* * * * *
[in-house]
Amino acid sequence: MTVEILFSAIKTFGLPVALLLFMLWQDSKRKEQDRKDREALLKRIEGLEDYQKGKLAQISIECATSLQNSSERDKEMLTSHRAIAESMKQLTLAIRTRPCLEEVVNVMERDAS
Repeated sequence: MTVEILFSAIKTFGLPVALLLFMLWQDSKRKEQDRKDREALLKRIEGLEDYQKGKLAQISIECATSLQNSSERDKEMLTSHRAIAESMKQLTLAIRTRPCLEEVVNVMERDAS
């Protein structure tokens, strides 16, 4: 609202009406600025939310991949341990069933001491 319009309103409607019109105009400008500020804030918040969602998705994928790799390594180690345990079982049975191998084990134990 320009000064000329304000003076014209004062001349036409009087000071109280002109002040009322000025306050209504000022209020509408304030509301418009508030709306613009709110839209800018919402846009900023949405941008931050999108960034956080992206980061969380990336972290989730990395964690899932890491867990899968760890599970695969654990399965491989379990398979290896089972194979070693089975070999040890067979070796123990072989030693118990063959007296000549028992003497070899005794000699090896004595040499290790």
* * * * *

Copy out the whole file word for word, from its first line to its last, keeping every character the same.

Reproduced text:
[in-house]
Amino acid sequence: MTVEILFSAIKTFGLPVALLLFMLWQDSKRKEQDRKDREALLKRIEGLEDYQKGKLAQISIECATSLQNSSERDKEMLTSHRAIAESMKQLTLAIRTRPCLEEVVNVMERDAS
Repeated sequence: MTVEILFSAIKTFGLPVALLLFMLWQDSKRKEQDRKDREALLKRIEGLEDYQKGKLAQISIECATSLQNSSERDKEMLTSHRAIAESMKQLTLAIRTRPCLEEVVNVMERDAS
């Protein structure tokens, strides 16, 4: 609202009406600025939310991949341990069933001491 319009309103409607019109105009400008500020804030918040969602998705994928790799390594180690345990079982049975191998084990134990 320009000064000329304000003076014209004062001349036409009087000071109280002109002040009322000025306050209504000022209020509408304030509301418009508030709306613009709110839209800018919402846009900023949405941008931050999108960034956080992206980061969380990336972290989730990395964690899932890491867990899968760890599970695969654990399965491989379990398979290896089972194979070693089975070999040890067979070796123990072989030693118990063959007296000549028992003497070899005794000699090896004595040499290790």